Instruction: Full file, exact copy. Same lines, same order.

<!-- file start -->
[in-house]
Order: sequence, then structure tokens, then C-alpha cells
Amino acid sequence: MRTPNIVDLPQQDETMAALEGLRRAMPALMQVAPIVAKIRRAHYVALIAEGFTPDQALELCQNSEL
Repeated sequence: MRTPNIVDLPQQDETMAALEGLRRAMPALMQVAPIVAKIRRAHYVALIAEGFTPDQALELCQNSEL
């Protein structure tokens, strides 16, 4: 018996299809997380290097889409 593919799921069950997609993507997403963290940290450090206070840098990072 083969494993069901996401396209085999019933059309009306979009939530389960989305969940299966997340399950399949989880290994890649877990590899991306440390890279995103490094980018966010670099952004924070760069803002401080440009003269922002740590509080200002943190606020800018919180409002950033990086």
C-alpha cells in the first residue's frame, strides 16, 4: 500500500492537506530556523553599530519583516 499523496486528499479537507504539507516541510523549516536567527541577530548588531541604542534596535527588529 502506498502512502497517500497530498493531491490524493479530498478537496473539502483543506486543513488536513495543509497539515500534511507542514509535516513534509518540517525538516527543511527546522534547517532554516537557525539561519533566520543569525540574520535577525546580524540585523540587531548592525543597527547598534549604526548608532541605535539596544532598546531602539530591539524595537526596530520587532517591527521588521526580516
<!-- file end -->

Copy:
[in-house]
Order: sequence, then structure tokens, then C-alpha cells
Amino acid sequence: MRTPNIVDLPQQDETMAALEGLRRAMPALMQVAPIVAKIRRAHYVALIAEGFTPDQALELCQNSEL
Repeated sequence: MRTPNIVDLPQQDETMAALEGLRRAMPALMQVAPIVAKIRRAHYVALIAEGFTPDQALELCQNSEL
């Protein structure tokens, strides 16, 4: 018996299809997380290097889409 593919799921069950997609993507997403963290940290450090206070840098990072 083969494993069901996401396209085999019933059309009306979009939530389960989305969940299966997340399950399949989880290994890649877990590899991306440390890279995103490094980018966010670099952004924070760069803002401080440009003269922002740590509080200002943190606020800018919180409002950033990086």
C-alpha cells in the first residue's frame, strides 16, 4: 500500500492537506530556523553599530519583516 499523496486528499479537507504539507516541510523549516536567527541577530548588531541604542534596535527588529 502506498502512502497517500497530498493531491490524493479530498478537496473539502483543506486543513488536513495543509497539515500534511507542514509535516513534509518540517525538516527543511527546522534547517532554516537557525539561519533566520543569525540574520535577525546580524540585523540587531548592525543597527547598534549604526548608532541605535539596544532598546531602539530591539524595537526596530520587532517591527521588521526580516